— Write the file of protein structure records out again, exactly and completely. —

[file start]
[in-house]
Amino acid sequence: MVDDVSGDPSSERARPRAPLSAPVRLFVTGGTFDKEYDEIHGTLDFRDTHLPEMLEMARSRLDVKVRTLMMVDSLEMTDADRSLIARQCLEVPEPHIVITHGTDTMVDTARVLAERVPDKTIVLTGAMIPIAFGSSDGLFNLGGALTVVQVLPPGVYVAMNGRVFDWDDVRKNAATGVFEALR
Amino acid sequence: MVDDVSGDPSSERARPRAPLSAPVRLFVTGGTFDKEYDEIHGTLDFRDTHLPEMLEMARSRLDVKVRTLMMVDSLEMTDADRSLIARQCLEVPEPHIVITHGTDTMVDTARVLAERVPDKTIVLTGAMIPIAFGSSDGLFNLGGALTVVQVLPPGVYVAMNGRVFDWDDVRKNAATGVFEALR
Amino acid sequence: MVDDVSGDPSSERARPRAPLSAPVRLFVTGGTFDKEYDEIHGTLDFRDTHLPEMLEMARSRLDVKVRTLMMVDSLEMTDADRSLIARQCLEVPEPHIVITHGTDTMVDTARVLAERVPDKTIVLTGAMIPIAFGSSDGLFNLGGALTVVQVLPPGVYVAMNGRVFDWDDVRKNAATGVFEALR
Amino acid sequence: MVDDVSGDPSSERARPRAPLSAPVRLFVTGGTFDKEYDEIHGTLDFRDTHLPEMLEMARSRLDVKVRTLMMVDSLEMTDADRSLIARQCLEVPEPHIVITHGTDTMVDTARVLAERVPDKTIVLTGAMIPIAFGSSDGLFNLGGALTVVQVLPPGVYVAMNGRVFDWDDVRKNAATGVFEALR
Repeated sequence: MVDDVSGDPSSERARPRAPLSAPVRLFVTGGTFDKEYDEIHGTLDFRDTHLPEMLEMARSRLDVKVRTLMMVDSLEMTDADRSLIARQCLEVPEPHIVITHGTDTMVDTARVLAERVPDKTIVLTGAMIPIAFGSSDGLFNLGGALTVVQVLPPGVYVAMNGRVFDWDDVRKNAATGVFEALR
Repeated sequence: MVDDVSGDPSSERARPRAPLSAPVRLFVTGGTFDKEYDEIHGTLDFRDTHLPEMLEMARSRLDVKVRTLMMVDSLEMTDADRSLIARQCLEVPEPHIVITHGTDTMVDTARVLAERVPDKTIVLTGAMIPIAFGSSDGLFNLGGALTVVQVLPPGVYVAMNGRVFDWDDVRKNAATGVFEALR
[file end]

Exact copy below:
[in-house]
Amino acid sequence: MVDDVSGDPSSERARPRAPLSAPVRLFVTGGTFDKEYDEIHGTLDFRDTHLPEMLEMARSRLDVKVRTLMMVDSLEMTDADRSLIARQCLEVPEPHIVITHGTDTMVDTARVLAERVPDKTIVLTGAMIPIAFGSSDGLFNLGGALTVVQVLPPGVYVAMNGRVFDWDDVRKNAATGVFEALR
Amino acid sequence: MVDDVSGDPSSERARPRAPLSAPVRLFVTGGTFDKEYDEIHGTLDFRDTHLPEMLEMARSRLDVKVRTLMMVDSLEMTDADRSLIARQCLEVPEPHIVITHGTDTMVDTARVLAERVPDKTIVLTGAMIPIAFGSSDGLFNLGGALTVVQVLPPGVYVAMNGRVFDWDDVRKNAATGVFEALR
Amino acid sequence: MVDDVSGDPSSERARPRAPLSAPVRLFVTGGTFDKEYDEIHGTLDFRDTHLPEMLEMARSRLDVKVRTLMMVDSLEMTDADRSLIARQCLEVPEPHIVITHGTDTMVDTARVLAERVPDKTIVLTGAMIPIAFGSSDGLFNLGGALTVVQVLPPGVYVAMNGRVFDWDDVRKNAATGVFEALR
Amino acid sequence: MVDDVSGDPSSERARPRAPLSAPVRLFVTGGTFDKEYDEIHGTLDFRDTHLPEMLEMARSRLDVKVRTLMMVDSLEMTDADRSLIARQCLEVPEPHIVITHGTDTMVDTARVLAERVPDKTIVLTGAMIPIAFGSSDGLFNLGGALTVVQVLPPGVYVAMNGRVFDWDDVRKNAATGVFEALR
Repeated sequence: MVDDVSGDPSSERARPRAPLSAPVRLFVTGGTFDKEYDEIHGTLDFRDTHLPEMLEMARSRLDVKVRTLMMVDSLEMTDADRSLIARQCLEVPEPHIVITHGTDTMVDTARVLAERVPDKTIVLTGAMIPIAFGSSDGLFNLGGALTVVQVLPPGVYVAMNGRVFDWDDVRKNAATGVFEALR
Repeated sequence: MVDDVSGDPSSERARPRAPLSAPVRLFVTGGTFDKEYDEIHGTLDFRDTHLPEMLEMARSRLDVKVRTLMMVDSLEMTDADRSLIARQCLEVPEPHIVITHGTDTMVDTARVLAERVPDKTIVLTGAMIPIAFGSSDGLFNLGGALTVVQVLPPGVYVAMNGRVFDWDDVRKNAATGVFEALR